The Glorious Man’oushé

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As the sun rises and the sky is not yet blue but waking up from its deep sleep, the forns (ovens) are hard at work preparing this dough pressed flat and baked with a topping of choice (zaatar, cheese, minced meat, vegetarian), The man’oushé.

The man’oushé is the classic Lebanese breakfast, derived from the Arabic word na’sh, which refers to the way the fingertips of the baker “engraves” the dough. The bakers engrave the dough so whatever topping is used doesn’t spill over from it. Tiny bakeries across the country from south to north sell this absolute divine pleasure in the morning, from the poorest of areas to the richest ones.

Traditionally, women would bake dough in a communal oven (the forn) in the morning, to provide their family with their daily bread needs, and would prepare smaller portions of dough with different toppings for breakfast at the same time.

There is nothing that is more Lebanese then a hot crisp man’oushé in the morning. The way it’s done is just pure culinary poetry. First the dough is rolled with a wooden rolling pin as little bit of flour dust is sprinkled on the wooden plank, roughened by time and experience. Quickly as though his hands have a life of their own, the baker engraves the side of it with swift and gentle hands, to create something that looks like little ripples of waves on the shore. A big spoon is then used to scoop from the bowl a gorgeous lump of zaatar, salt, sumac and olive oil to be spread on the dough. Meanwhile the oven is churning, salivating over what it’s about to embrace. As he adjusts the temperature of the oven and the colors of the fire start changing from blue to orange and then yellow, a dance of light is formed that both of them have practiced so well over the years. And before the curtains of fire fall down on it, the baker throws the man’oushé gently yet with a firm hand into the fire. The oil starts to bubble up and you can feel the zaatar and all the other flavors merging together into one exploding flavour. As the dough starts to crisp up on one side, the baker takes a long metal rod and quickly turns the man’oushé to where the fire is strongest making sure that this little perfection he has created is truly perfect and crisp on every side. A purely, utterly, warm, and gorgeous smell fills up the forn as the baker hands it to you rolled in a little beige paper. Sahtein!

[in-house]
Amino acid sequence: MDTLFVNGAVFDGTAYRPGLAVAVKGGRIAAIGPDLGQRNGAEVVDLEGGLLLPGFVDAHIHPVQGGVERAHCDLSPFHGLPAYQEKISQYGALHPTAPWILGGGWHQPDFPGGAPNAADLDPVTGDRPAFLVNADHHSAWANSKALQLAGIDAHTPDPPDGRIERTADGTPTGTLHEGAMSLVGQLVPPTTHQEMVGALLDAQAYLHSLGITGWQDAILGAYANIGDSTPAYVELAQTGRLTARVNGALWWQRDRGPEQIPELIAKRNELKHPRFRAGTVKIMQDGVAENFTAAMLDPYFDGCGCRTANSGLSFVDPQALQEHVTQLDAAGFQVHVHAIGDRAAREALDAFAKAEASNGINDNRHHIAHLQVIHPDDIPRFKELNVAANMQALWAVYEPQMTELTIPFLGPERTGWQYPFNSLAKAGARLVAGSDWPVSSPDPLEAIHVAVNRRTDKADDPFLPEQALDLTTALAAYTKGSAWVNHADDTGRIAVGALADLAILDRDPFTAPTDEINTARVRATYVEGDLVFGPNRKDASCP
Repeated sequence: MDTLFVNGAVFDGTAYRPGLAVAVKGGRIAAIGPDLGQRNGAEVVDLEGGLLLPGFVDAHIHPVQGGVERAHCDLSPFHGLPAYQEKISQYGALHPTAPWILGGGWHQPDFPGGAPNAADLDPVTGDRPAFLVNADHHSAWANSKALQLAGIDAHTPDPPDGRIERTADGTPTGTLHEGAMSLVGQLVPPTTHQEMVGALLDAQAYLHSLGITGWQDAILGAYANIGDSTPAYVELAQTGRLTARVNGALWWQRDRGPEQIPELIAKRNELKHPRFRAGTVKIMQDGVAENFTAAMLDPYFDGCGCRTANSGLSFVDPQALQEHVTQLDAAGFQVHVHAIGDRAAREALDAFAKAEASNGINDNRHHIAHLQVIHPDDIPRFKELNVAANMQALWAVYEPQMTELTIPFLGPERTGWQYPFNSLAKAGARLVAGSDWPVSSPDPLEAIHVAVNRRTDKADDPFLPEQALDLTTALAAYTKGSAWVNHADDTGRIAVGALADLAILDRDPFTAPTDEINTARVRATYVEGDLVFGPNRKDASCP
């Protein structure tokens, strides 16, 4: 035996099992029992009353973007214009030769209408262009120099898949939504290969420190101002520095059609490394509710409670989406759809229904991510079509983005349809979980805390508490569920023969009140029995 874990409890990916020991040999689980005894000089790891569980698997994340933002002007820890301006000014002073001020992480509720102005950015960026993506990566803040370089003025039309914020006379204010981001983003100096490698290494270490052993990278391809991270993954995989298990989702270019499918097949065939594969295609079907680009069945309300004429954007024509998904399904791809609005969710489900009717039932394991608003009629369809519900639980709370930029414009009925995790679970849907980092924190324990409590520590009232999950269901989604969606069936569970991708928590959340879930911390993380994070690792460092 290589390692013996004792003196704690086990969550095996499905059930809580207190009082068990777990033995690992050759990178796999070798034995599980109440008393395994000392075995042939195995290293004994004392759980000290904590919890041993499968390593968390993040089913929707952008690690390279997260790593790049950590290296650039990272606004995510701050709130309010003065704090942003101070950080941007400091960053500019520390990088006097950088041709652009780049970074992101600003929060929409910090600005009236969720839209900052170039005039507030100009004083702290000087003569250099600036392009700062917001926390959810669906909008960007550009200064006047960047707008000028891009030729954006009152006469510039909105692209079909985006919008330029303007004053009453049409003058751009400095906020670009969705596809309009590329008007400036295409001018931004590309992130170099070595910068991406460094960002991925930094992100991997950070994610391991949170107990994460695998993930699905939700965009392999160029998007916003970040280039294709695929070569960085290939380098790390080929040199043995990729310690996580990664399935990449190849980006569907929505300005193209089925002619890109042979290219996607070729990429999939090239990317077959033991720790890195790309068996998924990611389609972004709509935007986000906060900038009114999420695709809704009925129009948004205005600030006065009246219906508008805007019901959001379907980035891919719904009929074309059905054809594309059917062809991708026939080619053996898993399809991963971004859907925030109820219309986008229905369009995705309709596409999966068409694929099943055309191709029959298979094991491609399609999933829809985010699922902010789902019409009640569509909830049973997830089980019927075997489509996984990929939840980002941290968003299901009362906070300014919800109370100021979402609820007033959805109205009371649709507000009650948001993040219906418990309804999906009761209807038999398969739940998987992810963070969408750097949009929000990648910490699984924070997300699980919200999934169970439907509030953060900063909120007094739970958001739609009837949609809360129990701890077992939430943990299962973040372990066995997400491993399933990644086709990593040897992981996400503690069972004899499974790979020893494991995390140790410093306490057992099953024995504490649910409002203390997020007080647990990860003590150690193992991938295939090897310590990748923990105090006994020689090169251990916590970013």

Remember as you are about to experience the pure pleasure of it, as simple as it looks and tastes, it’s been a work in progress over a century. There is beauty in perfecting such a small skill that brings joy to millions of people every day. So next time when you visit your forn ask the baker to make you one “a3la Zaw2ak” (to your liking). You most probably will get one, perfectly crispy on all sides with just the right amount of zaatar!

Because The man’oushé is as important in life as the discovery of fire, and any other great shift in human civilization and the search for the perfect man’oushé, much like the fabled fountain of youth, continues to this day, I #livelovelebanon and I will #fighton


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